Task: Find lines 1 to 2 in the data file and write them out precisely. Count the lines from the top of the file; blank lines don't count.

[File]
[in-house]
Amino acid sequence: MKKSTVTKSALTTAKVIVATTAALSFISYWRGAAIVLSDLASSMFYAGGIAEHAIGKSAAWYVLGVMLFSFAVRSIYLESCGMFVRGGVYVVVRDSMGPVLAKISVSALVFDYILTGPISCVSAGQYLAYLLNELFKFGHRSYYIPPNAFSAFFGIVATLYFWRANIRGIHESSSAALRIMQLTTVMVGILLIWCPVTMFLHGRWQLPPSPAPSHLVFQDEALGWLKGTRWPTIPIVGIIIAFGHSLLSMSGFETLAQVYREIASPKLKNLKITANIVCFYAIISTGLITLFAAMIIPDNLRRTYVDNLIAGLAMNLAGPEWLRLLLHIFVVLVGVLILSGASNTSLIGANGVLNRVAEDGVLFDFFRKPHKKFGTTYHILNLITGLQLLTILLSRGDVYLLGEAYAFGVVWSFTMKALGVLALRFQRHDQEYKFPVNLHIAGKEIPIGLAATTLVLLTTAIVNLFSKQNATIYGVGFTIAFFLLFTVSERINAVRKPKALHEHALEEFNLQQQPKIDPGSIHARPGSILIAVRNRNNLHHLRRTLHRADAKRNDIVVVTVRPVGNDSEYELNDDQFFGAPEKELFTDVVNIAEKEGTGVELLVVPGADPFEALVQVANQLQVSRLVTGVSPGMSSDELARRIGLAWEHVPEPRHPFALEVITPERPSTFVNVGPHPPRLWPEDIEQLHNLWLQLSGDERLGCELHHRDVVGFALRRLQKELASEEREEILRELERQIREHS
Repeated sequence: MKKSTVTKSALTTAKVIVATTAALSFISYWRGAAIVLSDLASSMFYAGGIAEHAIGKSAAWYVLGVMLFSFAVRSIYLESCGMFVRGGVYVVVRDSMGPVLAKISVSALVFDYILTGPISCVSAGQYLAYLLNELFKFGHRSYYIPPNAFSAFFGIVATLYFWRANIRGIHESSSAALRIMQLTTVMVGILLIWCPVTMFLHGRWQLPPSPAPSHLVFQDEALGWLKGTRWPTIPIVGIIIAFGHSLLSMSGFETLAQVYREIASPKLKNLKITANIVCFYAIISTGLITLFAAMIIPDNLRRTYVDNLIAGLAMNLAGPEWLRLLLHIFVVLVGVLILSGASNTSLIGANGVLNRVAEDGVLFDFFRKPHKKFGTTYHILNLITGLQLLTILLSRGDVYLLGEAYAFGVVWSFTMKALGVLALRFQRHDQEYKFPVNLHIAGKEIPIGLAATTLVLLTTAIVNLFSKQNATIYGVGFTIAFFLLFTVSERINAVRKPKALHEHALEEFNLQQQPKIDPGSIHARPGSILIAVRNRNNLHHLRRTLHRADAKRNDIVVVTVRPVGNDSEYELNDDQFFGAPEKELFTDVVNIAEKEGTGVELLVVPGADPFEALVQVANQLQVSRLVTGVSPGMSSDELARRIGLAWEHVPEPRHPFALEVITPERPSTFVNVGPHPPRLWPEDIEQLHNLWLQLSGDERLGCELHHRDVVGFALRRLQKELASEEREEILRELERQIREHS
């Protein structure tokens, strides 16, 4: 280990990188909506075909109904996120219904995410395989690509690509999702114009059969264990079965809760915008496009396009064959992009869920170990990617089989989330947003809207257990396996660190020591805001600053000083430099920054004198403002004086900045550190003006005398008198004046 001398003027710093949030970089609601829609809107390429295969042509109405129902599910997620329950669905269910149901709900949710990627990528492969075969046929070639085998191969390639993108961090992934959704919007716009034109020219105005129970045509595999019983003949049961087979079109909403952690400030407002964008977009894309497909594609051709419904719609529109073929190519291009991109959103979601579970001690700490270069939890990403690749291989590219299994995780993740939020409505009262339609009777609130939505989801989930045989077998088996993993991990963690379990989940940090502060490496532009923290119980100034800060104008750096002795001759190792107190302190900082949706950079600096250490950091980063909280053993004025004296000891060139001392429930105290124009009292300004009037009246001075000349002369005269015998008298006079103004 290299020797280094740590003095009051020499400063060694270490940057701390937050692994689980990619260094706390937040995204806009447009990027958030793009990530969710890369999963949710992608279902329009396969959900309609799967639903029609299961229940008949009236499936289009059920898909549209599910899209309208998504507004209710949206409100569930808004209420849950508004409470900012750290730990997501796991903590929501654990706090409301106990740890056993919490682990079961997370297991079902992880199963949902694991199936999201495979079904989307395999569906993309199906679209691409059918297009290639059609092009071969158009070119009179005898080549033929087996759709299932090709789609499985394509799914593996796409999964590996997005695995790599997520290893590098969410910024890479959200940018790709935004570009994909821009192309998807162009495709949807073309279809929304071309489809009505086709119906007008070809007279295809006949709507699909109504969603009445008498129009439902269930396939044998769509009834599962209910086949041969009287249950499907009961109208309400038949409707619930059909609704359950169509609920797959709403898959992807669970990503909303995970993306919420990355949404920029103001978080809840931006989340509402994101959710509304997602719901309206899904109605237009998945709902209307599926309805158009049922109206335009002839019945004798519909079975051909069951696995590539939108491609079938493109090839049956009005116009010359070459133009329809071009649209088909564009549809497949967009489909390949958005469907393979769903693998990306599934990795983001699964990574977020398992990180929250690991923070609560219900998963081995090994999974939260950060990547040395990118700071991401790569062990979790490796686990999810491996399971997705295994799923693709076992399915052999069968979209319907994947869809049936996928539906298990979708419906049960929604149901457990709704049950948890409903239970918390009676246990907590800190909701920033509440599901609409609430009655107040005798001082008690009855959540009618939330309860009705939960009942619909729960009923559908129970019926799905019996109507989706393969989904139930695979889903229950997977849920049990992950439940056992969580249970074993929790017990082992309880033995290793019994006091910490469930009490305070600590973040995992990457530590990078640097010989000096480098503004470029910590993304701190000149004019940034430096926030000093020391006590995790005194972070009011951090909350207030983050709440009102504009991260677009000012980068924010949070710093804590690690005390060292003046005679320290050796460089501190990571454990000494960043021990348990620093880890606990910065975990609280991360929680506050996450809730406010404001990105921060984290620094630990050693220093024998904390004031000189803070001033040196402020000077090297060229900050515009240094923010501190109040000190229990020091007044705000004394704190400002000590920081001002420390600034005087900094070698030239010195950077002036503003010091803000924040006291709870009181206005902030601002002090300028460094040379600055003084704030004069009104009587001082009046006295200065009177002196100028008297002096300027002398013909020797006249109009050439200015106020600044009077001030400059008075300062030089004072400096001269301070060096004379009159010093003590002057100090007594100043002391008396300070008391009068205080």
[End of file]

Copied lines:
[in-house]
Amino acid sequence: MKKSTVTKSALTTAKVIVATTAALSFISYWRGAAIVLSDLASSMFYAGGIAEHAIGKSAAWYVLGVMLFSFAVRSIYLESCGMFVRGGVYVVVRDSMGPVLAKISVSALVFDYILTGPISCVSAGQYLAYLLNELFKFGHRSYYIPPNAFSAFFGIVATLYFWRANIRGIHESSSAALRIMQLTTVMVGILLIWCPVTMFLHGRWQLPPSPAPSHLVFQDEALGWLKGTRWPTIPIVGIIIAFGHSLLSMSGFETLAQVYREIASPKLKNLKITANIVCFYAIISTGLITLFAAMIIPDNLRRTYVDNLIAGLAMNLAGPEWLRLLLHIFVVLVGVLILSGASNTSLIGANGVLNRVAEDGVLFDFFRKPHKKFGTTYHILNLITGLQLLTILLSRGDVYLLGEAYAFGVVWSFTMKALGVLALRFQRHDQEYKFPVNLHIAGKEIPIGLAATTLVLLTTAIVNLFSKQNATIYGVGFTIAFFLLFTVSERINAVRKPKALHEHALEEFNLQQQPKIDPGSIHARPGSILIAVRNRNNLHHLRRTLHRADAKRNDIVVVTVRPVGNDSEYELNDDQFFGAPEKELFTDVVNIAEKEGTGVELLVVPGADPFEALVQVANQLQVSRLVTGVSPGMSSDELARRIGLAWEHVPEPRHPFALEVITPERPSTFVNVGPHPPRLWPEDIEQLHNLWLQLSGDERLGCELHHRDVVGFALRRLQKELASEEREEILRELERQIREHS